miso hungry


Thanks to Uncle Marty and Aunt Allison, Noah got his first set of wheels!  He was so excited to open the big package that arrived for him last night!  He very patiently watched and helped Dad put the bike together and he can’t be more proud of it!  Along with the bike he received a helmet, oh the dreaded helmet.  Noah LOVED it until I committed the unthinkable…I pinched his sweet little chin in the clasp.  OUCH!!!  As my mother did to me and I’m sure as your mother did to you…it must be some mom rite of passage thing. Noah is fine and brushed it off but my heart is broken.  I definitely get the “worst mom award” today :(

Anyway, on to miso soup…

miso hungry miso soup

Miso is a fermented food that has been used as a staple in the Japanese culture for thousands of years.  It was popularized in the western culture with the boom of macrobiotics due to its amazing healing qualities.  In Japan the average person consumes one bowl of miso soup per day along with a diet high in vegetables, fruit and fish and low in meat and dairy.  I should also mention that Japan has one of the lowest rates of obesity in the world!!!  (www.webmd.com Hmmm, makes you wonder…could there be a connection???

Miso contains high levels of minerals, vitamins and protein however; it’s special healing properties come from the process of fermentation. It is fermented by a yeast mold called koji, this process can take up to several years! Fermentation creates healthy bugs in the form of lactobacilli.  These bugs help the digestive tract function properly, which in turn enhances your body’s ability to extract nutrients from food.  The probiotics found in miso heal and strengthen the gut which crucial for a thriving immune system.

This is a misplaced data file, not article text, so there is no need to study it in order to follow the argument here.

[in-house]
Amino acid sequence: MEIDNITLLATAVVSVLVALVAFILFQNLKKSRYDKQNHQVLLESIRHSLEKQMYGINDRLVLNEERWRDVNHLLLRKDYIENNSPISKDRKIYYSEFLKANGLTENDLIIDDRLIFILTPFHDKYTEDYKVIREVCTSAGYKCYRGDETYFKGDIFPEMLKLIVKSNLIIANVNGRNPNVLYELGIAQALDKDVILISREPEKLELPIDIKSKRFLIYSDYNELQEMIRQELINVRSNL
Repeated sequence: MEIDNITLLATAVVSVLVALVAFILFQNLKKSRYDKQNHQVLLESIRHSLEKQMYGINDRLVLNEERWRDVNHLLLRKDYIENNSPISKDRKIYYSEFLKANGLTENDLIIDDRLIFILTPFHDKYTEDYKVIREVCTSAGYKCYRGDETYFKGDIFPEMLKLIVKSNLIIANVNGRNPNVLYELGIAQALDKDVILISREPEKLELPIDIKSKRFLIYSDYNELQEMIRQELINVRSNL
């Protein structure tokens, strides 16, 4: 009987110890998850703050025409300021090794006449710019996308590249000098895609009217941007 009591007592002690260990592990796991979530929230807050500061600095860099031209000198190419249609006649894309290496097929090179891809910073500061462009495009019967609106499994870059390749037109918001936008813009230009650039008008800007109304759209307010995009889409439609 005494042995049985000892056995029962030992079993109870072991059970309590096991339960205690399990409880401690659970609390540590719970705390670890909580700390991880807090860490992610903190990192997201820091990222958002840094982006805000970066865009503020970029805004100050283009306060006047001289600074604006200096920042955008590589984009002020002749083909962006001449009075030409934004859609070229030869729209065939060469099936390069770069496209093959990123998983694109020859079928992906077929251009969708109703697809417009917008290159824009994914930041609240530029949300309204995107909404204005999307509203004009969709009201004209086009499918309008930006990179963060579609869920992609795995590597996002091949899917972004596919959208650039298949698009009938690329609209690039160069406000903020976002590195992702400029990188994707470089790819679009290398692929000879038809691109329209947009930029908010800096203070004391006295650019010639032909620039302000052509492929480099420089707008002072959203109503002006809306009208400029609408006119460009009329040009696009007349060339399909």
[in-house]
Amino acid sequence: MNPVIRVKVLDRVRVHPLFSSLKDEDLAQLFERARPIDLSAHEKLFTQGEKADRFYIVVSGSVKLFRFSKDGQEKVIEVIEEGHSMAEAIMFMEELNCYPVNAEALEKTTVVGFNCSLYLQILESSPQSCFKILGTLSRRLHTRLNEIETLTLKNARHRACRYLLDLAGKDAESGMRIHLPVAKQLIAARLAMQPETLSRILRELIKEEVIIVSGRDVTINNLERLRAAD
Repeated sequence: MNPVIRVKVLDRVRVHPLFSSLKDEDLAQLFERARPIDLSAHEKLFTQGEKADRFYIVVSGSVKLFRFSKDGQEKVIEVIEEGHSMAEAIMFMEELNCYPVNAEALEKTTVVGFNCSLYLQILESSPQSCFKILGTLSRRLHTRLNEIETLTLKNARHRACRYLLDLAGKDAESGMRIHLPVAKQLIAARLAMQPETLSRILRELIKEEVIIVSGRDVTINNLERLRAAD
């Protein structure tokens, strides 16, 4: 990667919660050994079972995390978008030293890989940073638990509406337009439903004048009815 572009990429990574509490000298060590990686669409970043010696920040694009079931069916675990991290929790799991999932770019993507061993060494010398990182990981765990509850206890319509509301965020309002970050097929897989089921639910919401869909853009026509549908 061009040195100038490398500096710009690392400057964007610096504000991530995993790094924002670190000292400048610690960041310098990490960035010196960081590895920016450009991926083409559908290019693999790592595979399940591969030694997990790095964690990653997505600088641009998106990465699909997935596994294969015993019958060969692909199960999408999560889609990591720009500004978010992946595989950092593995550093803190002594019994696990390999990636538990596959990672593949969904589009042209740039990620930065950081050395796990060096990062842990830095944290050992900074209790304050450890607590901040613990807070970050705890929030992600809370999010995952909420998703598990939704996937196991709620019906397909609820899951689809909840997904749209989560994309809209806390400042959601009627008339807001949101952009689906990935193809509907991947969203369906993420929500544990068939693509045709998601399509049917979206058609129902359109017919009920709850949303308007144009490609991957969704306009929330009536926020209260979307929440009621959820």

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In addition to probiotics, minerals, vitamin and protein, miso also has high levels of antioxidants, which are responsible for removing toxins and free radicals from the body.  If toxins and free radicals are not eliminated they build in the body destroying cells, which can lead to chronic diseases, cancer and accelerated aging. YUCK!

I used to be afraid to attempt cooking miso soup.  I’m not sure why because it is so easy!  If buying a prepackaged miso soup check the ingredients as many of them contain MSG and high amounts of sodium.

 Miso Hungry Miso Soup

1 carrot, chopped

2 cloves garlic, minced

3 cups mushrooms, sliced

2 cups low sodium vegetable stock

4 cups water

a couple of handfuls of spinach

4 scallions, chopped

pinch of dried wakame seaweed

5-6 tablespoons miso

cooked brown rice (optional)

miso hungry miso soup2

-Bring broth and water and to a boil, add carrot and garlic.

-Turn down to a simmer and add mushrooms.

-Simmer for 30-45 minutes.  Simmering for a long time will pull out the nutrients from the mushrooms.

-Add scallions, spinach and a large pinch of seaweed, simmer for a few minutes longer.

-Take soup off of heat.

-In a small bowl thin out miso paste with a little water, then add it to soup.

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It’s important to not add miso when cooking as to preserve the live probiotics

-Serve as is or over cooked short-grain brown rice for a heartier soup.

miso hungry miso soup1

This also makes for a wonderful warm and soothing breakfast!

~To try this recipe and others, join us this Sunday at Orleans Yoga & Pilates~